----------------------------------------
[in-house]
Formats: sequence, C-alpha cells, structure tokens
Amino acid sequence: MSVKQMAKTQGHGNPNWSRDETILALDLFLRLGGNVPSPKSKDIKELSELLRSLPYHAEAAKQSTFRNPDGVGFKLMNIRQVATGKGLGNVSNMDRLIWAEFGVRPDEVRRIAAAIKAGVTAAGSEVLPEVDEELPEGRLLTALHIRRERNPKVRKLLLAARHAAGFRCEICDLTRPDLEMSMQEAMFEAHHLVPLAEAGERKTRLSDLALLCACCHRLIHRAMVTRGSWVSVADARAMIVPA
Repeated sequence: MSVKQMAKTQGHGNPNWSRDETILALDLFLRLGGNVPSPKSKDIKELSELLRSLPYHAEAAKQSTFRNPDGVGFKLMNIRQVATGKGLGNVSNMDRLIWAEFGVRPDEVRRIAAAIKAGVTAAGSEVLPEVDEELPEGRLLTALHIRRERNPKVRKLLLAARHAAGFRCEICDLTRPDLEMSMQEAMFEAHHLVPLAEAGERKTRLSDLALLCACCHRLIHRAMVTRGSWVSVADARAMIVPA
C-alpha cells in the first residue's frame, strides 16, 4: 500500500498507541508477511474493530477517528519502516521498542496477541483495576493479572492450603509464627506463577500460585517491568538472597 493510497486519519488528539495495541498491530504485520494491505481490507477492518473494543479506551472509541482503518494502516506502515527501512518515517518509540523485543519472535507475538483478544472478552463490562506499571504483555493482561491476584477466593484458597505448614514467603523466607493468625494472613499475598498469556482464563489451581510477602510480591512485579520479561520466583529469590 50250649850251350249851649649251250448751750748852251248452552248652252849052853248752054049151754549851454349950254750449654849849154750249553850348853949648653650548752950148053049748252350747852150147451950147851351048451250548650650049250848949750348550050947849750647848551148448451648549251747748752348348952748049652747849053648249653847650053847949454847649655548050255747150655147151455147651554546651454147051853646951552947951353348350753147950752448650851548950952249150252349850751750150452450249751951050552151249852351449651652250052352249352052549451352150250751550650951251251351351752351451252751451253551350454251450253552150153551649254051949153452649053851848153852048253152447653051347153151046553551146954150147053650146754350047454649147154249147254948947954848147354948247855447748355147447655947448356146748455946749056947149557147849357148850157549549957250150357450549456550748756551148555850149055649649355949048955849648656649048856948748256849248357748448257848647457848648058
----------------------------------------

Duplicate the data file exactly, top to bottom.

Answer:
[in-house]
Formats: sequence, C-alpha cells, structure tokens
Amino acid sequence: MSVKQMAKTQGHGNPNWSRDETILALDLFLRLGGNVPSPKSKDIKELSELLRSLPYHAEAAKQSTFRNPDGVGFKLMNIRQVATGKGLGNVSNMDRLIWAEFGVRPDEVRRIAAAIKAGVTAAGSEVLPEVDEELPEGRLLTALHIRRERNPKVRKLLLAARHAAGFRCEICDLTRPDLEMSMQEAMFEAHHLVPLAEAGERKTRLSDLALLCACCHRLIHRAMVTRGSWVSVADARAMIVPA
Repeated sequence: MSVKQMAKTQGHGNPNWSRDETILALDLFLRLGGNVPSPKSKDIKELSELLRSLPYHAEAAKQSTFRNPDGVGFKLMNIRQVATGKGLGNVSNMDRLIWAEFGVRPDEVRRIAAAIKAGVTAAGSEVLPEVDEELPEGRLLTALHIRRERNPKVRKLLLAARHAAGFRCEICDLTRPDLEMSMQEAMFEAHHLVPLAEAGERKTRLSDLALLCACCHRLIHRAMVTRGSWVSVADARAMIVPA
C-alpha cells in the first residue's frame, strides 16, 4: 500500500498507541508477511474493530477517528519502516521498542496477541483495576493479572492450603509464627506463577500460585517491568538472597 493510497486519519488528539495495541498491530504485520494491505481490507477492518473494543479506551472509541482503518494502516506502515527501512518515517518509540523485543519472535507475538483478544472478552463490562506499571504483555493482561491476584477466593484458597505448614514467603523466607493468625494472613499475598498469556482464563489451581510477602510480591512485579520479561520466583529469590 50250649850251350249851649649251250448751750748852251248452552248652252849052853248752054049151754549851454349950254750449654849849154750249553850348853949648653650548752950148053049748252350747852150147451950147851351048451250548650650049250848949750348550050947849750647848551148448451648549251747748752348348952748049652747849053648249653847650053847949454847649655548050255747150655147151455147651554546651454147051853646951552947951353348350753147950752448650851548950952249150252349850751750150452450249751951050552151249852351449651652250052352249352052549451352150250751550650951251251351351752351451252751451253551350454251450253552150153551649254051949153452649053851848153852048253152447653051347153151046553551146954150147053650146754350047454649147154249147254948947954848147354948247855447748355147447655947448356146748455946749056947149557147849357148850157549549957250150357450549456550748756551148555850149055649649355949048955849648656649048856948748256849248357748448257848647457848648058